Schedules of Controlled Substances.

By David Joel Miller, MS, Licensed Therapist & Licensed Counselor.

Drugs.

Drugs.
Photo courtesy of Pixabay.

How drugs are classified for legal purposes.

The Controlled Substances Act of 1970 created another way to classify drugs. In another post, I talked about some of the ways drugs can be classified, by their origin, by their medical effect, or by the experience the user has. For legal purposes, some drugs are scheduled on one of five separate schedules of controlled substances.

The criteria for placing drugs on a particular schedule include whether they have an accepted medical use, their potential to be abused, and the likelihood they will produce dependence. Many people refer to drugs with a high abuse potential as narcotics. Narcotics technically are drugs that will put you to sleep, knock you out, and may potentially cause death. Many of the scheduled drugs are stimulants or Hallucinogens. When talking about legal regulation of drugs, it is important to know that the correct term is, controlled substances.

Here’s a brief description of the five drug schedules and some examples of drugs on each schedule.

Schedule I drugs.

These drugs have an extremely high abuse potential. They are likely to cause dependence, have withdrawal effects, and produce cravings. They are not currently accepted for medical use in the United States. These drugs are not believed to be safe even when used under medical supervision.

An example of the need for scheduling some drugs on schedule one is illustrated by the drug thalidomide. This drug was approved and widely used in Europe, where it was often prescribed to women for treatment of morning sickness. There was a good deal of pressure for it to be approved in the United States. One doctor at the FDA resisted the pressure to approve the drug for use in the US because of safety concerns.

After this drug was used in Europe for some time, it was discovered that the drug would produce serious birth defects when women who were pregnant were exposed to the drug. Even handling the medication could produce birth defects. Today this drug is used for treating cancers, but it continues to carry warnings that women who may become pregnant should not come in contact with this drug.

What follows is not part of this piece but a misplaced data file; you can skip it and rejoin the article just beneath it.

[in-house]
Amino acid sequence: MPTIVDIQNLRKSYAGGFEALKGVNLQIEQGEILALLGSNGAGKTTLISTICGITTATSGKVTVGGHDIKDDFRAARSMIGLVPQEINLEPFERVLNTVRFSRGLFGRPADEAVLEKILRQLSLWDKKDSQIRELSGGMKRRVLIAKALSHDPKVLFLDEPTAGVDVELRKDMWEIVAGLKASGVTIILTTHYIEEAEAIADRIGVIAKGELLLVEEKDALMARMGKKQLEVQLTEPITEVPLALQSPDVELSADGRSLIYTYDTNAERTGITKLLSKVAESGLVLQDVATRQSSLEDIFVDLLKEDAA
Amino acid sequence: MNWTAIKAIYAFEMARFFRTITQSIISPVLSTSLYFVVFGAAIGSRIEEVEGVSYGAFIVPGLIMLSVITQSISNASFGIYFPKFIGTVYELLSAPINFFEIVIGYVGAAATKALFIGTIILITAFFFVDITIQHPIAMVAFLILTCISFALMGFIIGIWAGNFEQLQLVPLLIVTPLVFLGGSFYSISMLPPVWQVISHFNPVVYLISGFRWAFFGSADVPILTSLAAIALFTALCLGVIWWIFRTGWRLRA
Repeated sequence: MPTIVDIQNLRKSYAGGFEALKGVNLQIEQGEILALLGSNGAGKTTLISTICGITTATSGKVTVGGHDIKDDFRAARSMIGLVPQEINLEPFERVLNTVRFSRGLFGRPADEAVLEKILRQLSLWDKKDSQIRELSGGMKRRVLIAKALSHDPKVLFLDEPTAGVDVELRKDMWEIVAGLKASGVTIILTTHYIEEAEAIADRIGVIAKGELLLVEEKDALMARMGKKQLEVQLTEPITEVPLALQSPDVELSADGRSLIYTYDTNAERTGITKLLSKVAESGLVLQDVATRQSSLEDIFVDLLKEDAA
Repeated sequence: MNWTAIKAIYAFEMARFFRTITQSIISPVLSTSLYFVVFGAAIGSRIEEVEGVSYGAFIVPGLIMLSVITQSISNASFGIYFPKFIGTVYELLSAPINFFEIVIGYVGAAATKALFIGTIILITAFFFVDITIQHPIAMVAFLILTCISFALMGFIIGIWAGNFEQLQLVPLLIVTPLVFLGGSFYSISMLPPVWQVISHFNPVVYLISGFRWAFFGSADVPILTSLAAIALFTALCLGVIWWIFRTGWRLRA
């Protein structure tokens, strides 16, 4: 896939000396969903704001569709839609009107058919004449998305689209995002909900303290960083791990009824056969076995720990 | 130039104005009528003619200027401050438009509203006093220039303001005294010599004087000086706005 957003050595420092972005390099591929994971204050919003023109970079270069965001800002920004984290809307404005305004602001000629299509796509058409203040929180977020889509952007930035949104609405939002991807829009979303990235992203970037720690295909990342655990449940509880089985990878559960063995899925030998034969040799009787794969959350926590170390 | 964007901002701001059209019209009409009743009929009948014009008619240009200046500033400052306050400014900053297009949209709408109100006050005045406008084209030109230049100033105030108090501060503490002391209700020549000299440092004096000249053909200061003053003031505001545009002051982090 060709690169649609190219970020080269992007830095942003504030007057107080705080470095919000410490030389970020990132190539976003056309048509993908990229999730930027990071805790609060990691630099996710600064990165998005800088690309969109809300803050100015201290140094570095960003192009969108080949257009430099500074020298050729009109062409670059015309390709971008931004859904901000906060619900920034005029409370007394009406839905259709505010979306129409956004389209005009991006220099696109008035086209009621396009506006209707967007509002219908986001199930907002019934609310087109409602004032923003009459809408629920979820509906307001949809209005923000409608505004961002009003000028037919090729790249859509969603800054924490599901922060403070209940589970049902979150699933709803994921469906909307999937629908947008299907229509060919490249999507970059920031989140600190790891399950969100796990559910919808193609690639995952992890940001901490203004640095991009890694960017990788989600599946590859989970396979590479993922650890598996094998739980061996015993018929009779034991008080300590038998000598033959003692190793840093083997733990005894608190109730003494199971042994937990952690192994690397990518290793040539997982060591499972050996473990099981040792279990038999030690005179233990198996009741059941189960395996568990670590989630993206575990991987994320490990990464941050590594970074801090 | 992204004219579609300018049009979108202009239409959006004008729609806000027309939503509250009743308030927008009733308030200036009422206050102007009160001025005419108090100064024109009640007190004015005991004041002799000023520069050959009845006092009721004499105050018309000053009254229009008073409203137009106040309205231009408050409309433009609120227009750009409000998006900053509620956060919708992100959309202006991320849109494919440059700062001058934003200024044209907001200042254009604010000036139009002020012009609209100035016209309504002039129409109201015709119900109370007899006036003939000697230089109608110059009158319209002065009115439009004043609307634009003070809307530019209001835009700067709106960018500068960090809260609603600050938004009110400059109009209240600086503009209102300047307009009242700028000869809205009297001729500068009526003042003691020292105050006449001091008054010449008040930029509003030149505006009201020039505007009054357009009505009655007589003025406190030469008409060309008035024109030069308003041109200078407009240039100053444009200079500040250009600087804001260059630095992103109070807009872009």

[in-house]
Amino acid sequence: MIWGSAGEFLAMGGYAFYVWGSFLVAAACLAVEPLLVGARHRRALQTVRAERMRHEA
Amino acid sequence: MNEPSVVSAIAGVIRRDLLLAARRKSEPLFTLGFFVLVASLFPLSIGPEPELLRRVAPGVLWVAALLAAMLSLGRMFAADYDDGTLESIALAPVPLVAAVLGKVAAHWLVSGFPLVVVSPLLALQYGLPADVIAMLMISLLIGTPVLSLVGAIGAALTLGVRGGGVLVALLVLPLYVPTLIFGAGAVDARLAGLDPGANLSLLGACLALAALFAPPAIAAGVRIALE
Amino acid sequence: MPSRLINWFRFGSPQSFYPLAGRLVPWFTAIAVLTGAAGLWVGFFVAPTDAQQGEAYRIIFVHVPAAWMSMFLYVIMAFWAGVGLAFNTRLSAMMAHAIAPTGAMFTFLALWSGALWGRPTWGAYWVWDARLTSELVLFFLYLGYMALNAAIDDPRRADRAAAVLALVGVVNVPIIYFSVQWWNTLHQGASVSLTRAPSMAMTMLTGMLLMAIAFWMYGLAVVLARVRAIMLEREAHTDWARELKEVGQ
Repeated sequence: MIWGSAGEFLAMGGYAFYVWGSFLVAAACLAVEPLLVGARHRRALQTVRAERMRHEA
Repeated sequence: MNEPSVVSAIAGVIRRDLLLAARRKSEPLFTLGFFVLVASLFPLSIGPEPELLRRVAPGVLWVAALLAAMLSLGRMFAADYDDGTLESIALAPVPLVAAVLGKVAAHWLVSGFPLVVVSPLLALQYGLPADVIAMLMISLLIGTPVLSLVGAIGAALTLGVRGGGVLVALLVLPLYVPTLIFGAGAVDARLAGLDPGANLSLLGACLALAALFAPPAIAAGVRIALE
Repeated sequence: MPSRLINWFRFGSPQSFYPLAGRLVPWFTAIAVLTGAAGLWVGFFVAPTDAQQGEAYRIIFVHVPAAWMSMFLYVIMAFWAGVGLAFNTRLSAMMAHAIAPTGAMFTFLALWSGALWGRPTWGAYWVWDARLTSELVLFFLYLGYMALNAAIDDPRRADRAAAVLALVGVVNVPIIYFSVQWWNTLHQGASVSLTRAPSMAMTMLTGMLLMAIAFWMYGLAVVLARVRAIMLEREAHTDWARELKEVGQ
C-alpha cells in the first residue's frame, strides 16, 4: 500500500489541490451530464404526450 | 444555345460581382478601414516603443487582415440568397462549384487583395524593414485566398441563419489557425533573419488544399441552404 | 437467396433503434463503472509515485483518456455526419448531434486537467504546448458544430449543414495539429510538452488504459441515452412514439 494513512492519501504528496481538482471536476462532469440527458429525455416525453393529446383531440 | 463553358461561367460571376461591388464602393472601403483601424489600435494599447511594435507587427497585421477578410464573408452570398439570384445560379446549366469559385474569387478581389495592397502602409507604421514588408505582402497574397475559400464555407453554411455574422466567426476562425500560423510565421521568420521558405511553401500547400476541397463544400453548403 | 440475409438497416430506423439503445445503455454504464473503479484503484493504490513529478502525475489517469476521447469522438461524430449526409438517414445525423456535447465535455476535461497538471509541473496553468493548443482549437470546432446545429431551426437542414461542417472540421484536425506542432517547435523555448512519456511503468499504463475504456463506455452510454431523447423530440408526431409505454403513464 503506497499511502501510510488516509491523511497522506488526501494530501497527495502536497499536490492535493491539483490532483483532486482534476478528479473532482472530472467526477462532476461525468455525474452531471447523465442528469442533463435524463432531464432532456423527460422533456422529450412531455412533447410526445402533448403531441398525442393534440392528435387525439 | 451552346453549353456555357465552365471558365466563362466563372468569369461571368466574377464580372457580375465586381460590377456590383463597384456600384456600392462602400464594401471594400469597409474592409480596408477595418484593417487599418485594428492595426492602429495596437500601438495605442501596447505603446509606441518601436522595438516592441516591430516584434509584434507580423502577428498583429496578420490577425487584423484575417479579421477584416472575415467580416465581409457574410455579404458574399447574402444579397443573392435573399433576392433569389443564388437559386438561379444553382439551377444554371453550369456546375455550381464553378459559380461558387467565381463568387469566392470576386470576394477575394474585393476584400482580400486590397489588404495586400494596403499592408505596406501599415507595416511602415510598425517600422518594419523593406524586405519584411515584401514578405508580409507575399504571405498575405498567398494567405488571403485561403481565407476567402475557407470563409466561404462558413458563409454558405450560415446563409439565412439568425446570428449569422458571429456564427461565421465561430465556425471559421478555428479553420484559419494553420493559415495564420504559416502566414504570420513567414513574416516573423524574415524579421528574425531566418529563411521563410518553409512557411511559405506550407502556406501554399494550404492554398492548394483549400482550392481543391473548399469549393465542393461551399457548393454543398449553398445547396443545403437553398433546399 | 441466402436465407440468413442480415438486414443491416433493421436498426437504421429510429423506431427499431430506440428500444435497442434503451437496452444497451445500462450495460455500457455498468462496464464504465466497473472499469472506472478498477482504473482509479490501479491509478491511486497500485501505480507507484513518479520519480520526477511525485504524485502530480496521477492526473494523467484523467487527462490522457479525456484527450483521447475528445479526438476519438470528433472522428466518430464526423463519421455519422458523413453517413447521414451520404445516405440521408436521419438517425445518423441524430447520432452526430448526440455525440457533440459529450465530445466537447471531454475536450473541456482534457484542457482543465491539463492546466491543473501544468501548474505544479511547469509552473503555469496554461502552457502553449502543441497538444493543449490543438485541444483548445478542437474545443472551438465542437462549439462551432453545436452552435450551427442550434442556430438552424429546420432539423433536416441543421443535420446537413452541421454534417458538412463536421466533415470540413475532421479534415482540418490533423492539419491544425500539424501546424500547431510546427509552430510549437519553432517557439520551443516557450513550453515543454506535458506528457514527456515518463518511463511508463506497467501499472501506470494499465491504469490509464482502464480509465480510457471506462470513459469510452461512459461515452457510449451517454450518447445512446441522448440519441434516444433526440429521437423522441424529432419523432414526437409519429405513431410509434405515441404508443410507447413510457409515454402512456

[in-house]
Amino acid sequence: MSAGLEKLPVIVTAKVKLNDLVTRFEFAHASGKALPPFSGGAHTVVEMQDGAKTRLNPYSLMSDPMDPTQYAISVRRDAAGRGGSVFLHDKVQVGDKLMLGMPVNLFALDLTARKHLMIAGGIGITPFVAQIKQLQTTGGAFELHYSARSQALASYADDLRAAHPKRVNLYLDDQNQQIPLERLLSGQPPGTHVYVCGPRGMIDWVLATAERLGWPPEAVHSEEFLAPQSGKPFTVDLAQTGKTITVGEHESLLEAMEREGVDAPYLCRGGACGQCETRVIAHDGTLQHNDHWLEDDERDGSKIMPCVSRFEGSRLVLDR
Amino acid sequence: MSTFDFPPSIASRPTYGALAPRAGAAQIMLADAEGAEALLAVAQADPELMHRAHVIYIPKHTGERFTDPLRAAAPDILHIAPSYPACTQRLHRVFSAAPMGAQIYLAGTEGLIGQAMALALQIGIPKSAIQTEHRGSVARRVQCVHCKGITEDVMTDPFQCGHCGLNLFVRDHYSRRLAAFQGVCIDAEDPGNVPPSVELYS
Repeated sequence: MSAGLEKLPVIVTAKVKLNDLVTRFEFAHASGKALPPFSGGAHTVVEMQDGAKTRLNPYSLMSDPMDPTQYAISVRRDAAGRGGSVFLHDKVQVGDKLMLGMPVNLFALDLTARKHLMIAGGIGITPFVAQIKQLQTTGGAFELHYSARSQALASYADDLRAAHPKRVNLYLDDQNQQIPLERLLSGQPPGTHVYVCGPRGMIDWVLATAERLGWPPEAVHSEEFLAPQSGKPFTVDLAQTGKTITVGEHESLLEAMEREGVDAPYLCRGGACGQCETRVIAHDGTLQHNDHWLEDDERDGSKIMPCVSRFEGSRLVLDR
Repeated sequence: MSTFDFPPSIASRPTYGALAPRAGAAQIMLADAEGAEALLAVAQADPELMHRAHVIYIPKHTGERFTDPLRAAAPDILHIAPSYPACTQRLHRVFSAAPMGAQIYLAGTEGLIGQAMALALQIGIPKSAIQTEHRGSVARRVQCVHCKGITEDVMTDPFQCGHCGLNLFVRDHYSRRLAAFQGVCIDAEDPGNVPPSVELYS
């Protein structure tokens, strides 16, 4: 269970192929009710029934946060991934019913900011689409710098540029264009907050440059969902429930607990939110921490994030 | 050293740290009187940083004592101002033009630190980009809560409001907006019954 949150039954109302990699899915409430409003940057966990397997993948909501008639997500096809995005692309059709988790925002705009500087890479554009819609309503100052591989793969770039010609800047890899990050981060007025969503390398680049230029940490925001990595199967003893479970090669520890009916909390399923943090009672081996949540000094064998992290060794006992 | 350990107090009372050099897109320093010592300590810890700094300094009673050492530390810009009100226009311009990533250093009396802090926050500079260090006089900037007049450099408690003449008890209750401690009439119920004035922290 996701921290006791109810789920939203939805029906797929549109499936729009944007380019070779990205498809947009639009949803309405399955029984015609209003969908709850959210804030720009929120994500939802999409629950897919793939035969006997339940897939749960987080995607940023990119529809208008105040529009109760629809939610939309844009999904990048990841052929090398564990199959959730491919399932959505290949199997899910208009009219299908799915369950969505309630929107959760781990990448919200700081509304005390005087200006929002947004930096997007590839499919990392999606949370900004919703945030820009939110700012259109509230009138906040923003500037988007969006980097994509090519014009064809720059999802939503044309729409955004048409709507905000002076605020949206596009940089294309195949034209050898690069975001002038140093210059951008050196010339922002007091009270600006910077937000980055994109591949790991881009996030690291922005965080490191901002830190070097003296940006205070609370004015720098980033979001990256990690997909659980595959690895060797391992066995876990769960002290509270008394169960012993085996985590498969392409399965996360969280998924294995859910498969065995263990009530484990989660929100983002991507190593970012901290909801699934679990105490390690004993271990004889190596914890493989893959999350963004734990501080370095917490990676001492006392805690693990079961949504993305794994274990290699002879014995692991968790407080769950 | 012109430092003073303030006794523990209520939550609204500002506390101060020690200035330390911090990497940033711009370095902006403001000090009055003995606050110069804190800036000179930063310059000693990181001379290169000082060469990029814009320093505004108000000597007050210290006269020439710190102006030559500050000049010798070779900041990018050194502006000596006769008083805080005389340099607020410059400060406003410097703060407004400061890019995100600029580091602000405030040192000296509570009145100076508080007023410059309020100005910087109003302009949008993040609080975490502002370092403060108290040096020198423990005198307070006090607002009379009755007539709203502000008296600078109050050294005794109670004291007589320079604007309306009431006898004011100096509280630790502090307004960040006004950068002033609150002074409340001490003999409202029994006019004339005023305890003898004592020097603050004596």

Some examples of drugs currently on schedule I include, heroin, peyote, psilocybin, ecstasy, LSD, methcathinone, marijuana, and most other products containing THC.

Schedules II drugs.

These drugs have a high abuse potential. They must have a recognized medical use, though it may require severe restrictions. Abuse of these drugs can result in either physical or psychological dependency. To prescribe these drugs, doctors must have a DEA number and use a triplicate prescription pad. One copy of each prescription stays with the doctor; one is given to the patient who must take it to the pharmacy, the third copy is sent to the DEA.

Examples of schedule two drugs include morphine, codeine, methadone, other opiates, Ritalin, methamphetamine, cocaine, PCP, and many other similar drugs.

Schedule III drugs.

Drugs on this schedule are more widely used for medical purposes. There are less likely to be abused than drugs on schedule II. These drugs can still be abused and may produce a mild to moderate substance use disorder.

Examples of schedule III drugs include Vicodin, Tylenol with codeine, Marinol a synthetic capsule containing THC, Ketamine, anabolic steroids, and similar drugs.

Schedule IV drugs.

These drugs have wide medical application in the US. They have a low potential for abuse when compared to drugs on schedules I, II, or III. People may build up some tolerance to these drugs and experience withdrawal, resulting in physical or psychological dependence, but these drugs are less likely to produce cravings than the drugs on the earlier schedules.

Examples of schedule IV drugs are Darvon, Valium, Librium, Ativan, Xanax, and similar drugs.

Schedule V drugs.

These drugs have many accepted medical uses in the US. They have the lowest abuse potential of all the scheduled drugs. Abuse of the drug may lead to some types of dependency. Some drugs on schedule V are available in both prescription strength and an over-the-counter version. For example, some pain relievers are available over-the-counter in two hundred milligrams strengths, the stronger six hundred and eight hundred milligrams versions require a prescription.

Just because drugs are on schedule V does not mean they are totally safe. Many people abuse over-the-counter pain relievers. Taking too many of these medications can result in permanent damage to either the liver or the kidney.

Some problems with drug schedules.